What Food Sensitivity Testing Doesn’t Tell You

in Blog April 4, 2018

…Why We Need More Than Testing

It’s very common in my work for a client to walk in with their IgG food sensitivity test from 3 years ago that they still use as a guide. How they are able to restrict many foods for years is beyond me! 

The goal of a good nutrition intervention should always be to increase the resiliency of the body so you can tolerate the most foods possible. Variety is the spice of life! Just ask the bacteria in our GI tract. 

Our bodies have more bacterial cells than human cells! Gross, but true.

We have the best chances of a healthy diverse gut microbiome and obtaining all the different nutrients we need when we aren’t heavily restricting foods. This was shown in a study of IBD patients: those excluding foods had significantly more nutrient deficiencies.

That being said, we do have to eliminate foods when we are really inflamed that could be contributing.

The problem is:

We have MANY ways we can react to a food. We have 5 antibodies: IgE, IgE, IgA, IgM, and IgD. There is also complement, which greatly magnifies the antibody response. We could just not break down or absorb the food correctly because we lack the stomach acid, enzyme, or bile. The food could be feeding a bad guy in our stomach, causing issues. Or we could react to traits of the food, such as histamine in aged foods, or lectins in nightshades. OH MY! So many ways.

So what do we do? I always start with elimination diets, then use the testing if we haven’t gotten the results expected, which hardly ever happens. The test just tells us what else could possibly be causing issues, not what you can or can’t eat. This is why research on the testing is controversial and inconclusive.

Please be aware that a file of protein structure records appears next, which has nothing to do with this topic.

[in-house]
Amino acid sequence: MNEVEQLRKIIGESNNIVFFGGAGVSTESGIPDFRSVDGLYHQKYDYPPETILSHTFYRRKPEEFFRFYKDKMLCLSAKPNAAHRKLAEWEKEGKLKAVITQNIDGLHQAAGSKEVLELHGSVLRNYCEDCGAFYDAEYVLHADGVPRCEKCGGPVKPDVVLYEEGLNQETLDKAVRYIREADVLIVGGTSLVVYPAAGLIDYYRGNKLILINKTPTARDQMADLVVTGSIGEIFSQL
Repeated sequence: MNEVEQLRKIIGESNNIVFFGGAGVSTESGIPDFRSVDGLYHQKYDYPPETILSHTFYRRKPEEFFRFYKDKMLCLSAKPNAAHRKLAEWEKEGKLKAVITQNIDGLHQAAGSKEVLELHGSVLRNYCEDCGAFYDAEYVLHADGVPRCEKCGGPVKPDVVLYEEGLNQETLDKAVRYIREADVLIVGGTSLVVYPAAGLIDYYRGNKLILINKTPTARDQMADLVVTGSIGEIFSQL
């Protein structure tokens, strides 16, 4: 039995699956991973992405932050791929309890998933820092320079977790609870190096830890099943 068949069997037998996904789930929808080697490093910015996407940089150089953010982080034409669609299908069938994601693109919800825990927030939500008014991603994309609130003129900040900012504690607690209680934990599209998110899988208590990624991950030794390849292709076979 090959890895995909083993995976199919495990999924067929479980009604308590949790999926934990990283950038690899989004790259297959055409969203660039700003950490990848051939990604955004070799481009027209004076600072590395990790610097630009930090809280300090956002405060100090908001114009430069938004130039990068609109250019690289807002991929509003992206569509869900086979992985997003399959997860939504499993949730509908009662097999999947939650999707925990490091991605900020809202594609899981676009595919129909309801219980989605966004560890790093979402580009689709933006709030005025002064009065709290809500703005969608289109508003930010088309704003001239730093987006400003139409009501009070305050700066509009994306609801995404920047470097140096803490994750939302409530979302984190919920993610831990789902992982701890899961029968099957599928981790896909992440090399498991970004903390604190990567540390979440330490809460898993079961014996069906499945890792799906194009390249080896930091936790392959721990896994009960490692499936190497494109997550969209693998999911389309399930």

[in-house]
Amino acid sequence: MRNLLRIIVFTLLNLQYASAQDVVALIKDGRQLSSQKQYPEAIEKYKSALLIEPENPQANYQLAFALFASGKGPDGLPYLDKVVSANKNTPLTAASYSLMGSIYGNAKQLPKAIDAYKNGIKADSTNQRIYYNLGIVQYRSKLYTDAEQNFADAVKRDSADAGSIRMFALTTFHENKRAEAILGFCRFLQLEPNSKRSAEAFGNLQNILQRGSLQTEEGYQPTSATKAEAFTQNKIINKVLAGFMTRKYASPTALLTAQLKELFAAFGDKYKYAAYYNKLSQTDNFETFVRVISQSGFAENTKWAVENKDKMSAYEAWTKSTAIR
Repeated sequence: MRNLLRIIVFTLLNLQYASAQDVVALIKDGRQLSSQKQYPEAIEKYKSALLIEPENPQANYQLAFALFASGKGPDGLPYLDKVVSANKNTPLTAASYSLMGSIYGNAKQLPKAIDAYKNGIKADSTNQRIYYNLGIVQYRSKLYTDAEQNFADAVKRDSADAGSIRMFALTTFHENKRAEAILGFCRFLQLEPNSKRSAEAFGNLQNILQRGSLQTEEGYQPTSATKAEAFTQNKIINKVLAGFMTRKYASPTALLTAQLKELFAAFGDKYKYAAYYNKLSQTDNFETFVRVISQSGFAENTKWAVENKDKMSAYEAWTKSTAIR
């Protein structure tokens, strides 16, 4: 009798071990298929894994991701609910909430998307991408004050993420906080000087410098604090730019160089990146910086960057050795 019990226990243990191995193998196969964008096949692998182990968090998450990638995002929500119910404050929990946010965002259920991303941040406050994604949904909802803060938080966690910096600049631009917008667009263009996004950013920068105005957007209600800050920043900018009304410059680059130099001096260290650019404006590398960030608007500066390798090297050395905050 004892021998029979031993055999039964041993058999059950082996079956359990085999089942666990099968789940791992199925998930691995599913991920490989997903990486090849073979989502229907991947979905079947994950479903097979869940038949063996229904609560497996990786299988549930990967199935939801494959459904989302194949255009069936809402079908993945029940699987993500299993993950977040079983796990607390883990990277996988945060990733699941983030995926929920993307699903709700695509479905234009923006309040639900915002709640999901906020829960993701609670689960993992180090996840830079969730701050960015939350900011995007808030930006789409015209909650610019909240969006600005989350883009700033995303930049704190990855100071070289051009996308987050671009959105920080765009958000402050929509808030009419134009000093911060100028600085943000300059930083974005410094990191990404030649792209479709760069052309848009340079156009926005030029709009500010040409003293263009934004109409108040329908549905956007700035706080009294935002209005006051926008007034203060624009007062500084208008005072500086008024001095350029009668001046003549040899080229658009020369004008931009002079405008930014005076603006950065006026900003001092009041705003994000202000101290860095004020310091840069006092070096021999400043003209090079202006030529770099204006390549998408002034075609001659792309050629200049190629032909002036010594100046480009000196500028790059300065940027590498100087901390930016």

Studies:

  • 97 obese adults avg age 45, 70 with GI symptoms, 20 and 22 reporting milk and wheat intolerance respectively. There was no correlation between IgG or IgA antibodies or levels and type or severity of symptoms.
  • 82 patients were given either calorie-restricted diet or same amount of calories with IgG positive foods eliminated. Elimination group lost 5kg of fat and the control did not lose any.
  • Several major reviews in the last year has showed elimination of dairy, gluten, lactose, or FODMAPs leads to significant improvement in IBS. IgG testing can also improve symptoms, typically they will reveal antibodies to these commonly bothersome foods.
  • A comparison study found there was not significant correlation between IgG tests and foods that provoked symptoms upon re-introducing after an elimination diet in IBS patients

The problem with the positive studies is that following an IgG-guided elimination usually means that dairy and gluten are excluded, which gets people results. In research, this seems to happen regardless if one did food testing. Until we have tests that can pick up on many of the ways we react, a broad-based elimination diet will continue to be the gold standard.

References:
Clin Nutr Res. 2018 Jan;7(1):48-55.
BMC Gastroenterology. 2018 Jan 30;18(1):22.
Journal of Food and Nutrition Research, 2016, Vol. 4, No. 1, 1-5
Gastroenterol Clin North Am. 2018 Mar;47(1):107-137.
Curr Med Chem. 2017 Apr 27.
Gastroenterol Rep (Oxf). 2017 Feb;5(1):11-19.
Adv in Integrative Med. 2014 Dec; 1(3): 124–130.

Leave a Reply

Your email address will not be published. Required fields are marked *